# Remote Builds

Nix supports remote builds, where a local Nix installation can forward Nix builds to other machines. This allows multiple builds to be performed in parallel and allows Nix to perform multi-platform builds in a semi-transparent way. For instance, if you perform a build for a x86_64-darwin on an i686-linux machine, Nix can automatically forward the build to a x86_64-darwin machine, if available.

To forward a build to a remote machine, it’s required that the remote machine is accessible via SSH and that it has Nix installed. You can test whether connecting to the remote Nix instance works, e.g.

$nix ping-store --store ssh://mac  will try to connect to the machine named mac. It is possible to specify an SSH identity file as part of the remote store URI, e.g. $ nix ping-store --store ssh://mac?ssh-key=/home/alice/my-key


Since builds should be non-interactive, the key should not have a passphrase. Alternatively, you can load identities ahead of time into ssh-agent or gpg-agent.

If you get the error

bash: nix-store: command not found
error: cannot connect to 'mac'


then you need to ensure that the PATH of non-interactive login shells contains Nix.

Warning

If you are building via the Nix daemon, it is the Nix daemon user account (that is, root) that should have SSH access to the remote machine. If you can’t or don’t want to configure root to be able to access to remote machine, you can use a private Nix store instead by passing e.g. --store ~/my-nix.

The list of remote machines can be specified on the command line or in the Nix configuration file. The former is convenient for testing. For example, the following command allows you to build a derivation for x86_64-darwin on a Linux machine:

$uname Linux$ nix build \
'(with import <nixpkgs> { system = "x86_64-darwin"; }; runCommand "foo" {} "uname > $out")' \ --builders 'ssh://mac x86_64-darwin' [1/0/1 built, 0.0 MiB DL] building foo on ssh://mac$ cat ./result
Darwin


It is possible to specify multiple builders separated by a semicolon or a newline, e.g.

  --builders 'ssh://mac x86_64-darwin ; ssh://beastie x86_64-freebsd'


Each machine specification consists of the following elements, separated by spaces. Only the first element is required. To leave a field at its default, set it to -.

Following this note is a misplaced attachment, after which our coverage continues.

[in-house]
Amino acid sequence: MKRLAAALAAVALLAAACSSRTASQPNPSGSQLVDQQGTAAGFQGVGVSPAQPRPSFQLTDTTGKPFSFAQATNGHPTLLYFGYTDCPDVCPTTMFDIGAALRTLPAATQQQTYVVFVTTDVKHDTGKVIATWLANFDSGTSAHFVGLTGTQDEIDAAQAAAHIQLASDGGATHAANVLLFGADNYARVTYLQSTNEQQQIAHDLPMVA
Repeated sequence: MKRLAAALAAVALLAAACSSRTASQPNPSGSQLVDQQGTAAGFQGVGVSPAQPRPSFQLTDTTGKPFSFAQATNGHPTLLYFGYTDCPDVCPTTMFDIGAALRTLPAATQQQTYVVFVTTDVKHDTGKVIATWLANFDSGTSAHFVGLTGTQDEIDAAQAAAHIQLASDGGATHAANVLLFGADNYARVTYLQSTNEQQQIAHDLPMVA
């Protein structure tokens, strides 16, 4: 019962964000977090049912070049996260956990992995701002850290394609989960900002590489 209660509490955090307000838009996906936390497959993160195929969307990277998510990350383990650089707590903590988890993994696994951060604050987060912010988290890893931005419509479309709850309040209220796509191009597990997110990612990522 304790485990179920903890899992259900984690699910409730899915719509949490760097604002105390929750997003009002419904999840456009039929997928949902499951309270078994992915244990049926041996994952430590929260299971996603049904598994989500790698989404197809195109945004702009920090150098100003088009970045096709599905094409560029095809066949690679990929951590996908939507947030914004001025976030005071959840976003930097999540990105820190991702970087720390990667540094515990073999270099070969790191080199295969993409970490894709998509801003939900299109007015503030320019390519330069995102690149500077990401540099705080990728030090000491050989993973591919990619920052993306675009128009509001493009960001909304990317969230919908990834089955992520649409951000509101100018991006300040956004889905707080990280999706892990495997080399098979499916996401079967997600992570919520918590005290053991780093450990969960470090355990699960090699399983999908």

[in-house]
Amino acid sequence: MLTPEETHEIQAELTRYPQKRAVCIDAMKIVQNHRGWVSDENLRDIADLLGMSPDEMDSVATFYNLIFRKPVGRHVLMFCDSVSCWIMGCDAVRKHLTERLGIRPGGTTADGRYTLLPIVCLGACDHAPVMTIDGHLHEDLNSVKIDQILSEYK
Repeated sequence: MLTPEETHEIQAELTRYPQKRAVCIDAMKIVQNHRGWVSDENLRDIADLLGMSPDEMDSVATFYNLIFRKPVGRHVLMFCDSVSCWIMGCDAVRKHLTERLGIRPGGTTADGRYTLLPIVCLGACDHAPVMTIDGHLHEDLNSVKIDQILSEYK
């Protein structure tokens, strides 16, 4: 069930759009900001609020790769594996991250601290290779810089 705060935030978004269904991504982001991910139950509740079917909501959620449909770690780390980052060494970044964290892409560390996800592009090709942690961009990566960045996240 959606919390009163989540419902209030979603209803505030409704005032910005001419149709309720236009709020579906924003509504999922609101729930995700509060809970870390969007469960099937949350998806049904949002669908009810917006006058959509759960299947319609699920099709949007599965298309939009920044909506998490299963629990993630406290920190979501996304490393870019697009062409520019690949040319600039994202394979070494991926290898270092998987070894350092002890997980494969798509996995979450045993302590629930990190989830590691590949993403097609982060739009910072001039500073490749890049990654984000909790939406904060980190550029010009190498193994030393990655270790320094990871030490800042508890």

1. The URI of the remote store in the format ssh://[username@]hostname, e.g. ssh://nix@mac or ssh://mac. For backward compatibility, ssh:// may be omitted. The hostname may be an alias defined in your ~/.ssh/config.

2. A comma-separated list of Nix platform type identifiers, such as x86_64-darwin. It is possible for a machine to support multiple platform types, e.g., i686-linux,x86_64-linux. If omitted, this defaults to the local platform type.

3. The SSH identity file to be used to log in to the remote machine. If omitted, SSH will use its regular identities.

4. The maximum number of builds that Nix will execute in parallel on the machine. Typically this should be equal to the number of CPU cores. For instance, the machine itchy in the example will execute up to 8 builds in parallel.

5. The “speed factor”, indicating the relative speed of the machine. If there are multiple machines of the right type, Nix will prefer the fastest, taking load into account.

6. A comma-separated list of supported features. If a derivation has the requiredSystemFeatures attribute, then Nix will only perform the derivation on a machine that has the specified features. For instance, the attribute

requiredSystemFeatures = [ "kvm" ];


will cause the build to be performed on a machine that has the kvm feature.

7. A comma-separated list of mandatory features. A machine will only be used to build a derivation if all of the machine’s mandatory features appear in the derivation’s requiredSystemFeatures attribute..

8. The (base64-encoded) public host key of the remote machine. If omitted, SSH will use its regular known-hosts file. Specifically, the field is calculated via base64 -w0 /etc/ssh/ssh_host_ed25519_key.pub.

For example, the machine specification

nix@scratchy.labs.cs.uu.nl  i686-linux      /home/nix/.ssh/id_scratchy_auto        8 1 kvm
nix@itchy.labs.cs.uu.nl     i686-linux      /home/nix/.ssh/id_scratchy_auto        8 2
nix@poochie.labs.cs.uu.nl   i686-linux      /home/nix/.ssh/id_scratchy_auto        1 2 kvm benchmark


specifies several machines that can perform i686-linux builds. However, poochie will only do builds that have the attribute

requiredSystemFeatures = [ "benchmark" ];


or

requiredSystemFeatures = [ "benchmark" "kvm" ];


itchy cannot do builds that require kvm, but scratchy does support such builds. For regular builds, itchy will be preferred over scratchy because it has a higher speed factor.

Remote builders can also be configured in nix.conf, e.g.

builders = ssh://mac x86_64-darwin ; ssh://beastie x86_64-freebsd


Finally, remote builders can be configured in a separate configuration file included in builders via the syntax @file. For example,

builders = @/etc/nix/machines


causes the list of machines in /etc/nix/machines to be included. (This is the default.)

If you want the builders to use caches, you likely want to set the option builders-use-substitutes in your local nix.conf.

To build only on remote builders and disable building on the local machine, you can use the option --max-jobs 0.

Last update: November 4, 2021